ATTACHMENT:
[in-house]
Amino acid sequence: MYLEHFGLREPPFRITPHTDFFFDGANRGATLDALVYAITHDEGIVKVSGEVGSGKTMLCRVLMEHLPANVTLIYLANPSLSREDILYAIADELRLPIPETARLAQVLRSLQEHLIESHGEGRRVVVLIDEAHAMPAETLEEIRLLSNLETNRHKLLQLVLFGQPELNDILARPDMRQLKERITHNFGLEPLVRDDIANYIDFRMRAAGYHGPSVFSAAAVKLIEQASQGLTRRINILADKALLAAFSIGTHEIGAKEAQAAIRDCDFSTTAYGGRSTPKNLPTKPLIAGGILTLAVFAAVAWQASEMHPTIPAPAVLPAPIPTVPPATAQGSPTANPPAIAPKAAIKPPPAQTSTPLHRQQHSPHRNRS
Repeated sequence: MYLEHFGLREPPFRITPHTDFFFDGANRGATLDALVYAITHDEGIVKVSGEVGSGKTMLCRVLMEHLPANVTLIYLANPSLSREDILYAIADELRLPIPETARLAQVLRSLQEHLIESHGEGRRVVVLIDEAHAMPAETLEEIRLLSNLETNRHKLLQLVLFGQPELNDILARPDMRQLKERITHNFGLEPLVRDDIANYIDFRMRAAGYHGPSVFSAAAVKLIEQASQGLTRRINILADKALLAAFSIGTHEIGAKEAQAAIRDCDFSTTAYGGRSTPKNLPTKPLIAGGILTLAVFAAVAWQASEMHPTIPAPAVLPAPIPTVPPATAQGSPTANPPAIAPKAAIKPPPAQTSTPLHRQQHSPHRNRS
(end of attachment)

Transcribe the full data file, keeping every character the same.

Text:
[in-house]
Amino acid sequence: MYLEHFGLREPPFRITPHTDFFFDGANRGATLDALVYAITHDEGIVKVSGEVGSGKTMLCRVLMEHLPANVTLIYLANPSLSREDILYAIADELRLPIPETARLAQVLRSLQEHLIESHGEGRRVVVLIDEAHAMPAETLEEIRLLSNLETNRHKLLQLVLFGQPELNDILARPDMRQLKERITHNFGLEPLVRDDIANYIDFRMRAAGYHGPSVFSAAAVKLIEQASQGLTRRINILADKALLAAFSIGTHEIGAKEAQAAIRDCDFSTTAYGGRSTPKNLPTKPLIAGGILTLAVFAAVAWQASEMHPTIPAPAVLPAPIPTVPPATAQGSPTANPPAIAPKAAIKPPPAQTSTPLHRQQHSPHRNRS
Repeated sequence: MYLEHFGLREPPFRITPHTDFFFDGANRGATLDALVYAITHDEGIVKVSGEVGSGKTMLCRVLMEHLPANVTLIYLANPSLSREDILYAIADELRLPIPETARLAQVLRSLQEHLIESHGEGRRVVVLIDEAHAMPAETLEEIRLLSNLETNRHKLLQLVLFGQPELNDILARPDMRQLKERITHNFGLEPLVRDDIANYIDFRMRAAGYHGPSVFSAAAVKLIEQASQGLTRRINILADKALLAAFSIGTHEIGAKEAQAAIRDCDFSTTAYGGRSTPKNLPTKPLIAGGILTLAVFAAVAWQASEMHPTIPAPAVLPAPIPTVPPATAQGSPTANPPAIAPKAAIKPPPAQTSTPLHRQQHSPHRNRS